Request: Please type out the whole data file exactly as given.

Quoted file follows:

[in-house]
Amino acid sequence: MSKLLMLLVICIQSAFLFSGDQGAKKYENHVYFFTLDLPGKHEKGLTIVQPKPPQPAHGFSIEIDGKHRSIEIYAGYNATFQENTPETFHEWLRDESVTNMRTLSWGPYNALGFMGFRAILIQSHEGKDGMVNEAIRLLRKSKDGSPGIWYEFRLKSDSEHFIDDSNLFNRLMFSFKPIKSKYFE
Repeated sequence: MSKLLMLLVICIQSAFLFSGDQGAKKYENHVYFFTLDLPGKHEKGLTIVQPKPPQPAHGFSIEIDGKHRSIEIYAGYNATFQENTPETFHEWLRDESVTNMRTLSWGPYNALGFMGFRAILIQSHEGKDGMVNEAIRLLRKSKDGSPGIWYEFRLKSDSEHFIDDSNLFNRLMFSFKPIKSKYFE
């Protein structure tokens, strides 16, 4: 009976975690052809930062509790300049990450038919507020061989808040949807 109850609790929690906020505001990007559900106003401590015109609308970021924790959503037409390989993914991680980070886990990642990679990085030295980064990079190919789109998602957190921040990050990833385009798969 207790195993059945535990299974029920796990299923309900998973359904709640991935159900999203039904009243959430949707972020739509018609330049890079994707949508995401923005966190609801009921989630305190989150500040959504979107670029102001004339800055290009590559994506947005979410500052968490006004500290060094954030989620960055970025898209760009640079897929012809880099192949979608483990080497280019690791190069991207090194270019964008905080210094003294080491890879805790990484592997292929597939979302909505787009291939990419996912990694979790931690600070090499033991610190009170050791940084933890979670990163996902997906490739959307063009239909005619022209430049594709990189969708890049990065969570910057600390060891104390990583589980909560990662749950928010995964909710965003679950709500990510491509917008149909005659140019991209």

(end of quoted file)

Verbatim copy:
[in-house]
Amino acid sequence: MSKLLMLLVICIQSAFLFSGDQGAKKYENHVYFFTLDLPGKHEKGLTIVQPKPPQPAHGFSIEIDGKHRSIEIYAGYNATFQENTPETFHEWLRDESVTNMRTLSWGPYNALGFMGFRAILIQSHEGKDGMVNEAIRLLRKSKDGSPGIWYEFRLKSDSEHFIDDSNLFNRLMFSFKPIKSKYFE
Repeated sequence: MSKLLMLLVICIQSAFLFSGDQGAKKYENHVYFFTLDLPGKHEKGLTIVQPKPPQPAHGFSIEIDGKHRSIEIYAGYNATFQENTPETFHEWLRDESVTNMRTLSWGPYNALGFMGFRAILIQSHEGKDGMVNEAIRLLRKSKDGSPGIWYEFRLKSDSEHFIDDSNLFNRLMFSFKPIKSKYFE
């Protein structure tokens, strides 16, 4: 009976975690052809930062509790300049990450038919507020061989808040949807 109850609790929690906020505001990007559900106003401590015109609308970021924790959503037409390989993914991680980070886990990642990679990085030295980064990079190919789109998602957190921040990050990833385009798969 207790195993059945535990299974029920796990299923309900998973359904709640991935159900999203039904009243959430949707972020739509018609330049890079994707949508995401923005966190609801009921989630305190989150500040959504979107670029102001004339800055290009590559994506947005979410500052968490006004500290060094954030989620960055970025898209760009640079897929012809880099192949979608483990080497280019690791190069991207090194270019964008905080210094003294080491890879805790990484592997292929597939979302909505787009291939990419996912990694979790931690600070090499033991610190009170050791940084933890979670990163996902997906490739959307063009239909005619022209430049594709990189969708890049990065969570910057600390060891104390990583589980909560990662749950928010995964909710965003679950709500990510491509917008149909005659140019991209």